Barristers will be asked to vote on whether to end strike action in the wake of fresh Government proposals in a row over pay, the Ministry of Justice (MoJ) said.
According to the department, the Criminal Bar Association (CBA) has agreed to ballot members again after talks with new Justice Secretary Brandon Lewis in which he decided to propose further reforms to Government-set fees for legal aid advocacy work.
The offer represents “further investment of £54 million in the criminal bar and solicitors”, the MoJ said.
A spokesman said “constructive talks have accelerated”.
But in a subsequent tweet, the CBA said: “It is not a good start that the Lord Chancellor @BrandonLewis has insisted on going ahead with a premature press release.”
The announcement comes after High Court judges ruled that delays to criminal trials affected by the ongoing strike may not be a good enough reason to keep defendants in custody on remand if the dispute continues beyond the end of November.
Sources suggested the court ruling may have “focused the minds of Government to address fundamental issues”.
Mr Lewis, who was sworn as Lord Chancellor at a ceremony on Thursday, said: “I greatly value the criminal bar and solicitors and the work they do every day in our crown and magistrates’ courts. They are crucial to reducing the backlog.
“My priority in these discussions has been to ensure that victims aren’t forced to wait longer to see justice done.
“These are generous proposals, and I would strongly urge all members of the Criminal Bar Association to consider carefully, end their strike and work with me to deliver better outcomes for victims of crime.”
A CBA spokesman told the PA news agency: “The CBA leadership has always maintained to its criminal barrister members, since the action started in April, that should there be any material improvement from Government to meet our six balloted demands… to address payment for all work done by criminal barristers, then we would put this to members in a new ballot where it would be for them to decide whether or not to suspend any action, pending any lasting settlement.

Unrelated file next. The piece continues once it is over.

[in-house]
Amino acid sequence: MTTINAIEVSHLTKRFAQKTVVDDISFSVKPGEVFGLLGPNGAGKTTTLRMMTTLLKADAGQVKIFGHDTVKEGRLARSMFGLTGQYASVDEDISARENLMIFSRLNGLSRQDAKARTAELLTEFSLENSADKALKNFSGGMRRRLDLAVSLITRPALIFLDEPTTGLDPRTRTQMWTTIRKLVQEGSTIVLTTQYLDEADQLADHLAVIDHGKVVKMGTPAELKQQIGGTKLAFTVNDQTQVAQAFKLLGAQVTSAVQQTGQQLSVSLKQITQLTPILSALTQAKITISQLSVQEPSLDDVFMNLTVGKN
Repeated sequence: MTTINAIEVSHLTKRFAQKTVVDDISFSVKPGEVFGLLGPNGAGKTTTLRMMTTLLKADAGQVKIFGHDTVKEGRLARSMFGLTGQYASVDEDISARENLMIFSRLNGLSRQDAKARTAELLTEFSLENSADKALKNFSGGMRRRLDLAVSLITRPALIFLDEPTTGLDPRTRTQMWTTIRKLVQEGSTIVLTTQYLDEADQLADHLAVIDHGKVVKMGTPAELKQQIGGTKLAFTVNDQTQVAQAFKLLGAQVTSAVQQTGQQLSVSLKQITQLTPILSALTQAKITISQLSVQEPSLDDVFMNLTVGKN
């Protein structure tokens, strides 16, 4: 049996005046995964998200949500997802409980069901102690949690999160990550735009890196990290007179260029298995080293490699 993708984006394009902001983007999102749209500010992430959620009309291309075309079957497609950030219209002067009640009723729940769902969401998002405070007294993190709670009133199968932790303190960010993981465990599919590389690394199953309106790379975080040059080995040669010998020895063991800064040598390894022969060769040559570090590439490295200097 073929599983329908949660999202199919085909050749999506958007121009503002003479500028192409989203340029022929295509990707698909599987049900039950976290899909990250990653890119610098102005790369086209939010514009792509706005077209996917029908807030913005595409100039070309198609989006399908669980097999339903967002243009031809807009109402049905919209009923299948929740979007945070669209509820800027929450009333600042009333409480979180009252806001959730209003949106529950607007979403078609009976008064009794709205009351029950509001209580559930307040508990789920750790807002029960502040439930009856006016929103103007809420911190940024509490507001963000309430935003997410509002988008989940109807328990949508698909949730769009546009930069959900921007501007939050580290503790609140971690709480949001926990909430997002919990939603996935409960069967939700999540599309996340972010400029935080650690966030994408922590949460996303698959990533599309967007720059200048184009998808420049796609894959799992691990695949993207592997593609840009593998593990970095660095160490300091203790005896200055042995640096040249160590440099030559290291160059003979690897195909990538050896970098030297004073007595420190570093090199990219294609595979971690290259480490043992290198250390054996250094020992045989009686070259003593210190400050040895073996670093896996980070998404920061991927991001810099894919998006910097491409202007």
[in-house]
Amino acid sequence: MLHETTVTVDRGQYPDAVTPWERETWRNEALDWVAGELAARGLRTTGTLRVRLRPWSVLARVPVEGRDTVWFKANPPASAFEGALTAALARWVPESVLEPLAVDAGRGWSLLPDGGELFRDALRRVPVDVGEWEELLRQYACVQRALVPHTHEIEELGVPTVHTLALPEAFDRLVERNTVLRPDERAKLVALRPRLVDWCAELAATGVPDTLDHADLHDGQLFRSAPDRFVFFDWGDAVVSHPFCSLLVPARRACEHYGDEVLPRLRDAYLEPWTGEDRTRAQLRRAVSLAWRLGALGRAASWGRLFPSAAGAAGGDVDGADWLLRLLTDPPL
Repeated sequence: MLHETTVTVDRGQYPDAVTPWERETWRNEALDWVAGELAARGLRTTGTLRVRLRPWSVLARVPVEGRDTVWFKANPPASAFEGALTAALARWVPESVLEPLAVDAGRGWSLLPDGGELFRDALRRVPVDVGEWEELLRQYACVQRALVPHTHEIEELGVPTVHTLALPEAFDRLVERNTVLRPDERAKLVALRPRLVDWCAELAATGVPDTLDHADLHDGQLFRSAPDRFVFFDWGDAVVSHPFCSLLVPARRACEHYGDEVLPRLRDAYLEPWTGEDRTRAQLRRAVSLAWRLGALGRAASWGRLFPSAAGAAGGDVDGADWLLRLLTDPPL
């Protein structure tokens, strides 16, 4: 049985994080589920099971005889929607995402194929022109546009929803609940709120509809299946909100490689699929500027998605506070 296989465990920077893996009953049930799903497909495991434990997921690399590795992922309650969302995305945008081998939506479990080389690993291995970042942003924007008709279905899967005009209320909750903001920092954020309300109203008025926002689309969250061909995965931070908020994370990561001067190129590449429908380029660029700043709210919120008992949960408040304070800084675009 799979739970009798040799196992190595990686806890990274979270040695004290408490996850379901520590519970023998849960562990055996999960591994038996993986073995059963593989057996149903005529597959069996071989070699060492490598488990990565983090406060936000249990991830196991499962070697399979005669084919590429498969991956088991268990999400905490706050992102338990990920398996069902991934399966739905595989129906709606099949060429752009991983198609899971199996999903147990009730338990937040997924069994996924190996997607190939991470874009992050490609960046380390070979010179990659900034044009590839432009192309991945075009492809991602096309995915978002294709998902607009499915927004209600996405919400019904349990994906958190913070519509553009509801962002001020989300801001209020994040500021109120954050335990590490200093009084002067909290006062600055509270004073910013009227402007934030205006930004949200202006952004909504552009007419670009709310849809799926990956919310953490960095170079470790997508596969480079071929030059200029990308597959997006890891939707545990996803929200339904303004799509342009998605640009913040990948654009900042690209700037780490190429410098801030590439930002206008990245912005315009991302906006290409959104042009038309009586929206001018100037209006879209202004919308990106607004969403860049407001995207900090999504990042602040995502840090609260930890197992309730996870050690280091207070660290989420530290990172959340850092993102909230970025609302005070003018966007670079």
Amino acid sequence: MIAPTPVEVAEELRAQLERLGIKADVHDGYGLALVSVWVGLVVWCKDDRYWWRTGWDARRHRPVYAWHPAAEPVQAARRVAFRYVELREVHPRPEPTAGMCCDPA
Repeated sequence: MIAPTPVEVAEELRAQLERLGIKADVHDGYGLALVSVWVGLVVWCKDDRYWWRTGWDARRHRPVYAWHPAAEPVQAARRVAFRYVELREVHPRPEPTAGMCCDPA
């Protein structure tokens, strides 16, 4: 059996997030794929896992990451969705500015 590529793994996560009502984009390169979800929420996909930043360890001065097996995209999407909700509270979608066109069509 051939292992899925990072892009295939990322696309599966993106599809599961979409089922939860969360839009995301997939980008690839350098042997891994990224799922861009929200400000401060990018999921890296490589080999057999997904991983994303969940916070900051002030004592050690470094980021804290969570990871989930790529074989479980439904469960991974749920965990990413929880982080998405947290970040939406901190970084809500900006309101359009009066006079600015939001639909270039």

“That moment has not yet come but constructive talks have accelerated.”
Criminal barristers in England and Wales are taking part in a continuous walkout after a dispute over fees and conditions intensified.
Prior to that, they were striking on alternate weeks and refused to carry out certain types of work.
Barristers are due to receive a 15% fee rise from the end of September, meaning they will earn £7,000 more per year.
But there was anger the proposed pay rise would not be made effective immediately and apply only to new cases – not those already sitting in a backlog waiting to be dealt with by the courts.
The MoJ said the pay increase will now apply to the “vast majority of cases currently in the crown court” as well as provide a pay rise for solicitors, with further measures due to be announced in the coming weeks.
The CBA and the Bar Council have also “committed to working together with the Government to reduce the courts backlog and increasing diversity among barristers”, the department said.
Measures designed to reduce delays for victims – such as increasing early resolution of cases, reducing the number of ineffective trials and progressing cases between magistrates’ courts and the crown court – will be explored, a MoJ spokesman added.